Washington, D.C. – Resident Commissioner Jennifer González made clear her opposition to Congressman Raul Grijalva’s bill seeking to amend PROMESA and, among other things, secure a budget of at least $800 million annually for the University of Puerto Rico (UPR), because she believes that the measure only aims to send a partisan political message.
“I don’t see any intention of helping the island. I don´t go along with such hypocrisy,” González said in an interview after the hearing hold Thursday’s and which showed some disagreements between the Commissioner and Raúl Grijalva, chairman of the U.S. House Committee on Natural Resources after voting to recess for the rest of the day.
The commissioner, who caucuses with the Republicans and returned to San Juan yesterday, said that if there were an intention to help Puerto Rico, they would start by eliminating PROMESA and sit down to negotiate with her party lawmakers, who control the Senate.
No one in Congress proposed legislation to repeal PROMESA, not even Commissioner González.
Nor did the New Progressive Party (PNP) government, under former Governor Ricardo Rosselló Nevares or Wanda Vázquez Garced administrations, proposed in Congress to repeal PROMESA, which four years ago imposed the Board overseeing Puerto Rico’s public finances and created a territorial bankruptcy system to restructure the island’s public debt, which then totaled about $72 billion.
Moreover, the PNP government defended the constitutionality of PROMESA in court.
Omar Marrero, the governor’s representative before the Board and executive director of the Fiscal Agency & Financial Advisory Authority (FAFAA), limited himself Thursday to asking the Natural Resources Committee to include in any proposed amendment to PROMESA language that would prevent the Board from intervening in public policy matters.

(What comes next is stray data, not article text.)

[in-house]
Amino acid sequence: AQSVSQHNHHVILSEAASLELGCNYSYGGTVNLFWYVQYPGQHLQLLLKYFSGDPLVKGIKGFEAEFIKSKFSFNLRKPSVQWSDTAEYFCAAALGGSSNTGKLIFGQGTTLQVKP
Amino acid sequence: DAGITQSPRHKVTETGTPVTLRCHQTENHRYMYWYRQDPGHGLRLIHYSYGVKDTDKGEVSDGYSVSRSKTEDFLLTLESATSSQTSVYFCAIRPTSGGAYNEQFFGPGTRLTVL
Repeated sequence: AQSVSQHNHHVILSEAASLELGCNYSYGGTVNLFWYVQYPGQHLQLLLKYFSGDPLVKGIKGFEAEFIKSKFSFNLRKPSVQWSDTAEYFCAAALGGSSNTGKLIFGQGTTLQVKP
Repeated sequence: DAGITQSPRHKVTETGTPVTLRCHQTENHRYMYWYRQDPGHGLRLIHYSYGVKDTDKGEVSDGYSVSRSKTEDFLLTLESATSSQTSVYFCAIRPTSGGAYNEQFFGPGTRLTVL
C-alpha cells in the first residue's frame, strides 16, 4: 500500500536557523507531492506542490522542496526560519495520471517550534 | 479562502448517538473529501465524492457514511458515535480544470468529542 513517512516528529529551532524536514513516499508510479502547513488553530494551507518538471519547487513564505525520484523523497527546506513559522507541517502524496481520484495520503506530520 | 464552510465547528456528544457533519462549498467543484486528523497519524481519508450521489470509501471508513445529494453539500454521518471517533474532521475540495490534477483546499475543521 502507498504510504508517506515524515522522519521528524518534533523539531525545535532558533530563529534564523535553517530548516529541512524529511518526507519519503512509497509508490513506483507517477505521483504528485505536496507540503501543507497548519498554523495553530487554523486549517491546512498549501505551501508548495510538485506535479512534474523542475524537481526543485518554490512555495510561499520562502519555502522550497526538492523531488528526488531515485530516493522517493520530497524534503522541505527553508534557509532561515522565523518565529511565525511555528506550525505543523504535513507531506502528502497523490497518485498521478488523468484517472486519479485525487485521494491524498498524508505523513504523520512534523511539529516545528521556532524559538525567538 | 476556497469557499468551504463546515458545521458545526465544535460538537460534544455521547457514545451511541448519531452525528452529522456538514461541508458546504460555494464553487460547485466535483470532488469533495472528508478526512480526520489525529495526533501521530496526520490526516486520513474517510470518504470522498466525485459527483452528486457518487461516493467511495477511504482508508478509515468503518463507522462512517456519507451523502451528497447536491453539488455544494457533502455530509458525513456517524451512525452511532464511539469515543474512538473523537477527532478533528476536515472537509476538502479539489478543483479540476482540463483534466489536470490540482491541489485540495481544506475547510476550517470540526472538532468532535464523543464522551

However, Grijalva’s bill would take a significant step toward canceling unsecured debt – which has no source of repayment -, declare education, health, public safety, and pensions as essential services and avoid conflicts of interest.
Nydia Velázquez (New York), José Serrano (New York), Alexandria Ocasio Cortez (New York), and Darren Soto (Florida), that is Puerto Ricans with voting rights in Congress, co-sponsored the bill. UPR President Jorge Haddock also supported it.
Commissioner González said, without listing them, that there are “many elements” in Grijalva’s proposal to ensure health, education, public safety, and pensions as essential services that she supports, but she did not provide any further explanation.
However, she considered that the legislation that could advance in Congress is Velázquez´s bill seeking to limit conflicts of interest with Board contractors.
At Thursday’s hearing, hold to examine Puerto Rico’s fiscal situation amid the coronavirus pandemic, Board Executive Director Natalie Jaresko supported the idea of avoiding conflicts of interest with its contractors but said the bill’s language should be amended because it could apply to professionals who have relationships with nearly 165,000 government creditors under PROMESA Title III.
However, she again rejected amendments that would allow for the cancellation of unsecured debt and the definition of essential services, as she believes it would open the door to debate in court on whether essential services are being overfinanced.
Nor does she see the need to create a commission to audit the debt – following the report by the law firm Kobre & Kim – and she described as “detrimental” the section of the bill proposing that any document on the Puerto Rican government’s debt should be considered public.
Jaresko expressed the Board’s opposition to having its expenses financed by the federal Treasury, because she believes, among other things, that it could lead to new demands on the constitutionality of the appointments of its members and that could limit the entity´s resources.